As the year draws to a close, the vertical climb of The Saint continues; the 47-storey condominium tower-to-be is rising at 89 Church Street in Downtown Toronto. The structure, intended by Minto Communities GTA and Wallman Architects to meld modern residential living with the area's heritage context, has made notable progress since our last update seven months ago and is more than two-thirds of its way to topping off.

A recent image looking southeast across Church Street shows the podium fully sealed in, but with finishing touches still to come. Looking up from the 9th storey slab, glazing is complete on two levels of the north elevation and four levels of the west, with the work on the rest of the tower's facade clearly underway. Above the glazing, the west elevation also displays its extended white balconies. Higher up, platforms cantilevered from the building provide a place to store construction materials until they are needed elsewhere.

Looking southeast to the initial glazing installation of the tower, image by UrbanToronto Forum contributor Benito

 

A view facing northeast from a few floors up across the street captures the completed brown fins that add some colour to the podium levels. The podium's southern elevation stands out for its angling to hug the street, compared the tower floors above that turn 90° from the Church Street face. At the transition, a gradually widening terrace in created atop the podium. On the west elevation, a notch in the balconies that rises up the building provides articulation to what would otherwise be a more monolithic wall.

An aerial view from Church and Lombard, image by UrbanToronto Forum contributor ML555

Below, we step back for a view looking north from St James Church, the reference for which 'The Saint' is named. Behind the tree, The Saint shows a noticeable step-back its east side. To the right of The Saint, the white-cladded 88 Queen is rising a couple blocks to the north, on its way to 52 storeys.

Looking north from St James Church, image by UrbanToronto Forum contributor rdaner

At night, gazing southwestwards across Richmond Street, the tower's north and east elevations are both visible, with the latter’s glazing further along by four storeys. This angle provides a clearer view of the east elevation's extended volume and the stepback that adds depth to the building's profile. This perspective further highlights the black cladding that frames the windows.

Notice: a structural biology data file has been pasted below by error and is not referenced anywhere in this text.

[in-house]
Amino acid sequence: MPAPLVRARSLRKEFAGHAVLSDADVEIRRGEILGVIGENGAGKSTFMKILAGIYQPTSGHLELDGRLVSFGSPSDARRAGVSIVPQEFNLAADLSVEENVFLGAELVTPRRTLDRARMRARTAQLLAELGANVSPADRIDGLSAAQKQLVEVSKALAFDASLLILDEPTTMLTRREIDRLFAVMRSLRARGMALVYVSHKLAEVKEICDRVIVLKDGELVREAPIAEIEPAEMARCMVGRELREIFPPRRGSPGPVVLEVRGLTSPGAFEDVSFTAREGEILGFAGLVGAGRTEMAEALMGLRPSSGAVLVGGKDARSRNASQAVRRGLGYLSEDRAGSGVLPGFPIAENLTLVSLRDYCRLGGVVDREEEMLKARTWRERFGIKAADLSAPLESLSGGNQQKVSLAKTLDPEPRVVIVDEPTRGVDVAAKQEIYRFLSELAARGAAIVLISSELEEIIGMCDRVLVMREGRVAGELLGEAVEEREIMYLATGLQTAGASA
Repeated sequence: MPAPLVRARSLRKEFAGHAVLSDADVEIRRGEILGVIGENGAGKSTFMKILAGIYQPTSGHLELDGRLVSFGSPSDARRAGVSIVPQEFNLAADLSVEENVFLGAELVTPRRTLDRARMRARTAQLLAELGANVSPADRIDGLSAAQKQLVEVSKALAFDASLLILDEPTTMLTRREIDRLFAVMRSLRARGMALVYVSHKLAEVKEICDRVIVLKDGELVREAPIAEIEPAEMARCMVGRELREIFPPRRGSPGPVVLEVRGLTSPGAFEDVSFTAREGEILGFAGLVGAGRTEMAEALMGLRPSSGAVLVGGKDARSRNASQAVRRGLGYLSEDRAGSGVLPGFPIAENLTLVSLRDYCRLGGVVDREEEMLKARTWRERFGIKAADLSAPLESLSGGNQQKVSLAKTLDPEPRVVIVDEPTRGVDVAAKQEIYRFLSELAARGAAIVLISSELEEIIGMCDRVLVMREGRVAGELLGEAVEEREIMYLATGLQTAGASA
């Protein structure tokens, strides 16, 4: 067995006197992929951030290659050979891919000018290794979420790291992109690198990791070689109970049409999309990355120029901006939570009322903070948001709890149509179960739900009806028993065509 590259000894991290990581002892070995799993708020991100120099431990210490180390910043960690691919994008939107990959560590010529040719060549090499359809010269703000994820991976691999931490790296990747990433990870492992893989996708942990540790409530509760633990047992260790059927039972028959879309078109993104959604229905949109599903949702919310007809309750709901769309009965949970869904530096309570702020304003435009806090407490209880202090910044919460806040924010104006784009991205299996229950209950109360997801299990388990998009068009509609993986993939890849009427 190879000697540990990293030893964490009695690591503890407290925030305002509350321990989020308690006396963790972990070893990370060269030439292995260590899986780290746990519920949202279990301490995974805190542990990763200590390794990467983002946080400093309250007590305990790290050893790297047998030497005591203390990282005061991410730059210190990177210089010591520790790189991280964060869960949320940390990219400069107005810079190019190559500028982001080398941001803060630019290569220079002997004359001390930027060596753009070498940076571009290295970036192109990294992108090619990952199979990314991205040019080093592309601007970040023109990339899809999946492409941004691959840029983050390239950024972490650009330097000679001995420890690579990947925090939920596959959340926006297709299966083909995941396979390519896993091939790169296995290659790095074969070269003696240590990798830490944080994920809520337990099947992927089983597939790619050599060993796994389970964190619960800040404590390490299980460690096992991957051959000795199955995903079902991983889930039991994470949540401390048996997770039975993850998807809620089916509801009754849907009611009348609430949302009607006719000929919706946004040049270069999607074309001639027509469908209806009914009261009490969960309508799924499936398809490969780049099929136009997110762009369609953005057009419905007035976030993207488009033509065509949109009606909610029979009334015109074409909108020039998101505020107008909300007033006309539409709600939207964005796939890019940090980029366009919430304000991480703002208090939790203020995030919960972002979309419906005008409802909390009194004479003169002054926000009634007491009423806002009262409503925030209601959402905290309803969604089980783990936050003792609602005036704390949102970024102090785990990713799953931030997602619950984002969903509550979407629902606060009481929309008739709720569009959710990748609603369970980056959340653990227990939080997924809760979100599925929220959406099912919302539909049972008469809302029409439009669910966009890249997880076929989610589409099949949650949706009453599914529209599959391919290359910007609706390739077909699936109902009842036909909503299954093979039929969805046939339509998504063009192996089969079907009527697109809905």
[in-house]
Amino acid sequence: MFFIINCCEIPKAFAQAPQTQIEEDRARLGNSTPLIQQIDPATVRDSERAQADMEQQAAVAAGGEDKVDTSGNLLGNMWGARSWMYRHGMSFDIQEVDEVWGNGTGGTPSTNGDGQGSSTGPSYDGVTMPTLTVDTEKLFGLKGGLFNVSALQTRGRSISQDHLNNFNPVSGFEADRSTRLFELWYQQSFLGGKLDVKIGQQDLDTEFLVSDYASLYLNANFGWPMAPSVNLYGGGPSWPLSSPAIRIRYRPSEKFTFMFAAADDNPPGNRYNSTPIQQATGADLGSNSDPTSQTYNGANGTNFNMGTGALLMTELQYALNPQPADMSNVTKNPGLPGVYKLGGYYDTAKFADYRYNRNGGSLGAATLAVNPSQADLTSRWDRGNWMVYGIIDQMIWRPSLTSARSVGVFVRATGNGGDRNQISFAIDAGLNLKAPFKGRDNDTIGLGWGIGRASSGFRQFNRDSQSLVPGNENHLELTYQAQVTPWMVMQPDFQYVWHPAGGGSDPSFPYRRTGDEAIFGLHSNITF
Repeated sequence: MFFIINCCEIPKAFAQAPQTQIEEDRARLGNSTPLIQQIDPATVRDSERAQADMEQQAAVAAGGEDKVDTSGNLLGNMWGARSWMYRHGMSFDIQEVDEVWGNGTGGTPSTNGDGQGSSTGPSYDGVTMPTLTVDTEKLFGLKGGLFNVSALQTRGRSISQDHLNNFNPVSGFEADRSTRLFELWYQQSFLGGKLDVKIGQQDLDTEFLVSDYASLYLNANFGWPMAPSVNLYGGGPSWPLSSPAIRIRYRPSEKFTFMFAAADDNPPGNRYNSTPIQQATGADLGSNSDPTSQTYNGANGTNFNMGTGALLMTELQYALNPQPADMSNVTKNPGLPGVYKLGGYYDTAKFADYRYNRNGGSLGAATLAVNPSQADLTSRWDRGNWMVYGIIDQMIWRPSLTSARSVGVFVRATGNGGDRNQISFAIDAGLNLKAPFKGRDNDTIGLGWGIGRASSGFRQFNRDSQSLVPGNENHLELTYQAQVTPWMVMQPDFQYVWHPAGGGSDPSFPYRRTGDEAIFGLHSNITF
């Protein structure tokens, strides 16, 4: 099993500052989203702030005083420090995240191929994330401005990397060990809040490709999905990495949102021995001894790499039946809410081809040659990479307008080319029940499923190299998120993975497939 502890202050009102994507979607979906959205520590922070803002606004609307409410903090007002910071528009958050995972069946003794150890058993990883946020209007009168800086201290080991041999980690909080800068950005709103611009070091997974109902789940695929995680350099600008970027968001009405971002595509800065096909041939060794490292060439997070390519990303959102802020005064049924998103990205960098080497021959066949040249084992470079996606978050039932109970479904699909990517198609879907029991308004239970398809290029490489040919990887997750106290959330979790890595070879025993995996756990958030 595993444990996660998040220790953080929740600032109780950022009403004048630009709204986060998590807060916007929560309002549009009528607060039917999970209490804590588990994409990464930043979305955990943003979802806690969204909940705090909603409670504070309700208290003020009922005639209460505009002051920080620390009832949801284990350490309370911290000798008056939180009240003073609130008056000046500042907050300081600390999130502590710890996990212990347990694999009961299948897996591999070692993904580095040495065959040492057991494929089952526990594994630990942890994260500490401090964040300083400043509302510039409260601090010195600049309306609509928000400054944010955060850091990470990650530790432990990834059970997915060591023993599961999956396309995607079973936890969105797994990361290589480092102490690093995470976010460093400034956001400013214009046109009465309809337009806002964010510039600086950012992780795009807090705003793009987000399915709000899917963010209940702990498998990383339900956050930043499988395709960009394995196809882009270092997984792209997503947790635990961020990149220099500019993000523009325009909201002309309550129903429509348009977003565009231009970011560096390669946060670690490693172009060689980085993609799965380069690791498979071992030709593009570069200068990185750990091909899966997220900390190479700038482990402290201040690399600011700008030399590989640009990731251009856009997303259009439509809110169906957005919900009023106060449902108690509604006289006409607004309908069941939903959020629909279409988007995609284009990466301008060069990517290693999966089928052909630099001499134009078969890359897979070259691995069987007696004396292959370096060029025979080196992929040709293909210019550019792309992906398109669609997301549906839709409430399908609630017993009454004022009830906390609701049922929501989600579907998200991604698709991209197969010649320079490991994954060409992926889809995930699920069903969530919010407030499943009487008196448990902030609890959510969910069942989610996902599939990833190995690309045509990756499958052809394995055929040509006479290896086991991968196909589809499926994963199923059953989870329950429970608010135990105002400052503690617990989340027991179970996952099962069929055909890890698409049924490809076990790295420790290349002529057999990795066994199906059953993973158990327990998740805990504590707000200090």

Gazing up at night to the north and east elevations, image by UrbanToronto Forum contributor GenerationLee

Looking south from Shuter and Dalhousie streets, the more distant view illustrates The Saint's addition to the Downtown East neighbourhood, with its glass and cladding reflecting its surroundings.

A distant view looking south from Shuter Street, image by UrbanToronto Forum contributor rdaner

The Saint still has a third of its vertical climb to complete as we move into 2024, to end up standing 151m tall and bringing with 418 residential units to the area.

Looking northeast to The Saint, designed by Wallman Architects for Minto Communities

UrbanToronto will continue to follow progress on this development, but in the meantime, you can learn more about it from our Database file, linked below. If you'd like, you can join in on the conversation in the associated Project Forum thread or leave a comment in the space provided on this page.

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UrbanToronto has a research service, UrbanToronto Pro, that provides comprehensive data on construction projects in the Greater Toronto Area—from proposal through to completion. We also offer Instant Reports, downloadable snapshots based on location, and a daily subscription newsletter, New Development Insider, that tracks projects from initial application.

Related Companies:  Entuitive, EQ Building Performance Inc., Figure3, Grounded Engineering Inc., Groundwater Environmental Management Services Inc. (GEMS), Live Patrol Inc., Minto Communities GTA, NAK Design Group, Quasar Consulting Group, Rebar Enterprises Inc, UCEL Inc.